[Video] Dawn Loggins – From Homeless to Harvard « Market Montage

Taking a break from the normal as I just saw this story and it is quite amazing!

  • It's before sunrise, and the janitor at Burns High School has already been down the length of a hallway, cleaning and sweeping classrooms before the day begins.  This particular janitor is painstakingly methodical, even as she administers a mental quiz on an upcoming test. Her name is Dawn Loggins, a straight-A senior at the very school she cleans.
  • She was homeless at the start of the school year, abandoned by her drug-abusing parents. The teachers and others in town pitched in — donating clothes and providing medical and dental care. She got the janitorial job through a school workforce assistance program.
  • She's grateful for the work. But it's where she's going next, beyond the walls of Burns, that excites her most. She applied to four colleges within North Carolina and one dream university. She'll graduate soon before heading off, leaving her dust pan behind.
  • Dawn grew up in a ramshackle home with no electricity and no running water. She often went days, even weeks without showering. She and her brother Shane — who was equally studious in his schoolwork — would walk 20 minutes to a public park to fetch water.  "We would get water jugs and fill them up at the park, using the spigots in the bathroom. And we would use that to flush the toilet or cook with. Stuff like that," she says.
  • She confided in a staff member at school. She had trouble doing homework at nighttime because her home had no electricity and she couldn't afford candles. It was difficult to read in the dark.  "OK, we'll get you some candles. We'll take care of that," said Junie Barrett, Dawn's supervisor.
  • Burns High was their fourth high school since middle school, as they moved from town to town. Living the life of a rolling stone, the two had missed several months' worth of classwork when they first arrived two years ago, putting them well behind other students' progress.
  • Last summer, Dawn was invited to attend a prestigious six-week residential summer program, the Governor's School of North Carolina, at Meredith College in Raleigh, 200 miles east of Lawndale, to study natural science. It was a field Dawn had never studied before.  The program is reserved for the state's top students.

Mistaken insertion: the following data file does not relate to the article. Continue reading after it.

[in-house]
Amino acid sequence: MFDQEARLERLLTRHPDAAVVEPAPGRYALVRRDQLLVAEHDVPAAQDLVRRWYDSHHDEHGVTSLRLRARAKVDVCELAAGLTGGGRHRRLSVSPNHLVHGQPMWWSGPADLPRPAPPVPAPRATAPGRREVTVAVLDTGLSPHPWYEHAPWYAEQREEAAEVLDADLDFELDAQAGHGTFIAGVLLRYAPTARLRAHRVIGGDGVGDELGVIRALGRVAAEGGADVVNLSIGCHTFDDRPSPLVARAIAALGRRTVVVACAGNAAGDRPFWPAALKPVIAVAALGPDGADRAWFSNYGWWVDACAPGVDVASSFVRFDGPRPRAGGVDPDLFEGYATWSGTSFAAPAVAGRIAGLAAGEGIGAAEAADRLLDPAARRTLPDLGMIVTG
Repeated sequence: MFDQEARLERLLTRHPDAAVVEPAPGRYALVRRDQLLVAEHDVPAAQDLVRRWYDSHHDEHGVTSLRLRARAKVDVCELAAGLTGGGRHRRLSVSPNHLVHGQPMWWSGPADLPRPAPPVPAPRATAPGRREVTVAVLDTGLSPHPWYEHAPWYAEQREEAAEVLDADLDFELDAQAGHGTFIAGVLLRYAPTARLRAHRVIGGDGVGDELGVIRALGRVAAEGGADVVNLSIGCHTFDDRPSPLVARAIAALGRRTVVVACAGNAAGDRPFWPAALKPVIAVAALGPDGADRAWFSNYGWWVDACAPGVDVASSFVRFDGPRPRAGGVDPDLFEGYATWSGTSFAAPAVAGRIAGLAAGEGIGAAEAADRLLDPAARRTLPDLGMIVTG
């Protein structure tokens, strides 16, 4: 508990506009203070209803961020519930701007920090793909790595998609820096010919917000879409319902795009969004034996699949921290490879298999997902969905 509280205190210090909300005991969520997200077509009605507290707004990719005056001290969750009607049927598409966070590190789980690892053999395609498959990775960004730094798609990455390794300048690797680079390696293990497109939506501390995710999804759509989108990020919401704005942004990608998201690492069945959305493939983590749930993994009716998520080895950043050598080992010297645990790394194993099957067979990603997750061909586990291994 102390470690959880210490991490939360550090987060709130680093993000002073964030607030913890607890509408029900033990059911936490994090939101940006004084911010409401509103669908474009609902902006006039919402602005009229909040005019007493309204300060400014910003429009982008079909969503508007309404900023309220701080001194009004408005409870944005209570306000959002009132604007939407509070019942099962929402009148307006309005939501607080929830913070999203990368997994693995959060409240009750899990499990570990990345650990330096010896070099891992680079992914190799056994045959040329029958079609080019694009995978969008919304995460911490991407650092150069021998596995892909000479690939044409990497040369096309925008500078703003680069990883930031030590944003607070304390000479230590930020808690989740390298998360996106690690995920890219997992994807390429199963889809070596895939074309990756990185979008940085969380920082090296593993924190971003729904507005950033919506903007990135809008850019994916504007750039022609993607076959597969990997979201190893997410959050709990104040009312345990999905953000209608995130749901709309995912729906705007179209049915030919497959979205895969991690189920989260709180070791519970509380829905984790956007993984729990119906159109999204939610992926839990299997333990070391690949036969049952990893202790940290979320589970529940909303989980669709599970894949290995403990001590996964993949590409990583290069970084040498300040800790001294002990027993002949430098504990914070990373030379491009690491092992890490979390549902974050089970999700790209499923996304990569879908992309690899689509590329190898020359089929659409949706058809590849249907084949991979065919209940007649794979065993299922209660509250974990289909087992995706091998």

• Dawn saw her parents for 30 minutes during the middle of the summer program during a short break. They talked about her school and how she was doing. Nothing seemed out of the ordinary. "It was just a regular conversation," she says.  She wouldn't hear from them again for weeks.  As she prepared to leave the summer program, she kept calling her parents' phone, only to learn it had been disconnected. Putnam picked her up and brought her back to Lawndale.
  • "When I returned, my grandmother had been dropped off at a local homeless shelter, my brother had just left, and my parents had just gone," she says. "I found out later they had moved to Tennessee."  Dawn was abandoned.
  • For a while, Dawn lived on the odd couch at friends' homes, while she figured out what to do. Sometimes, she slept on the floor. The only thing that was clear was that she wanted to stay in Lawndale, where she was active in extracurricular activities, had a boyfriend and had a job.  She could move yet again to Tennessee to be with her mother, or she could be turned over to the Department of Social Services. Putnam feared what that might bring. "If Dawn were to go into the system, she could be uprooted again and moved around," she says.